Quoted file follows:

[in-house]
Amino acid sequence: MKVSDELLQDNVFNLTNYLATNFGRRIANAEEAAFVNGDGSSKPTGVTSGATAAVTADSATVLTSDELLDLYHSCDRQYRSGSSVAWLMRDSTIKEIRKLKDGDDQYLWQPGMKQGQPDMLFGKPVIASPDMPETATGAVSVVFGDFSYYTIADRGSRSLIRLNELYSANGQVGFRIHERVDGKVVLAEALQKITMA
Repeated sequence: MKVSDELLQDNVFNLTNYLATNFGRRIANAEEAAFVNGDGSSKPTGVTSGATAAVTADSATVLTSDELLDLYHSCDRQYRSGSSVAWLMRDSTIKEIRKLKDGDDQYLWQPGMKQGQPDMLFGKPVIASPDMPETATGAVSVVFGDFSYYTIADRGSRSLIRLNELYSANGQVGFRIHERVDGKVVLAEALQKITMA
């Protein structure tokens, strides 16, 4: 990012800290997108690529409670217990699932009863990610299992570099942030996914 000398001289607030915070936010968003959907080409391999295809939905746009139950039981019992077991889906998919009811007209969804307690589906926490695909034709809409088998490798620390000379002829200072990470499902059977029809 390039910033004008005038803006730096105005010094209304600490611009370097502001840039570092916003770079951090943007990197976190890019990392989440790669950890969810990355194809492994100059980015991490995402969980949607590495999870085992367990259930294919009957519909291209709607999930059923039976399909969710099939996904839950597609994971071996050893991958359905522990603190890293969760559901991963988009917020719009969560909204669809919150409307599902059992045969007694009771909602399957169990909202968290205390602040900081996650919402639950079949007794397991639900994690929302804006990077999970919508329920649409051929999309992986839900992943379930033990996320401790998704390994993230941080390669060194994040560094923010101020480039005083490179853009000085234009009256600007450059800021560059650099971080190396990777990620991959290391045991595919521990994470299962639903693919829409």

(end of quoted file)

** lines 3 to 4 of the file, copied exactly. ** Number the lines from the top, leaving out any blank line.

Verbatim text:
Repeated sequence: MKVSDELLQDNVFNLTNYLATNFGRRIANAEEAAFVNGDGSSKPTGVTSGATAAVTADSATVLTSDELLDLYHSCDRQYRSGSSVAWLMRDSTIKEIRKLKDGDDQYLWQPGMKQGQPDMLFGKPVIASPDMPETATGAVSVVFGDFSYYTIADRGSRSLIRLNELYSANGQVGFRIHERVDGKVVLAEALQKITMA
């Protein structure tokens, strides 16, 4: 990012800290997108690529409670217990699932009863990610299992570099942030996914 000398001289607030915070936010968003959907080409391999295809939905746009139950039981019992077991889906998919009811007209969804307690589906926490695909034709809409088998490798620390000379002829200072990470499902059977029809 390039910033004008005038803006730096105005010094209304600490611009370097502001840039570092916003770079951090943007990197976190890019990392989440790669950890969810990355194809492994100059980015991490995402969980949607590495999870085992367990259930294919009957519909291209709607999930059923039976399909969710099939996904839950597609994971071996050893991958359905522990603190890293969760559901991963988009917020719009969560909204669809919150409307599902059992045969007694009771909602399957169990909202968290205390602040900081996650919402639950079949007794397991639900994690929302804006990077999970919508329920649409051929999309992986839900992943379930033990996320401790998704390994993230941080390669060194994040560094923010101020480039005083490179853009000085234009009256600007450059800021560059650099971080190396990777990620991959290391045991595919521990994470299962639903693919829409």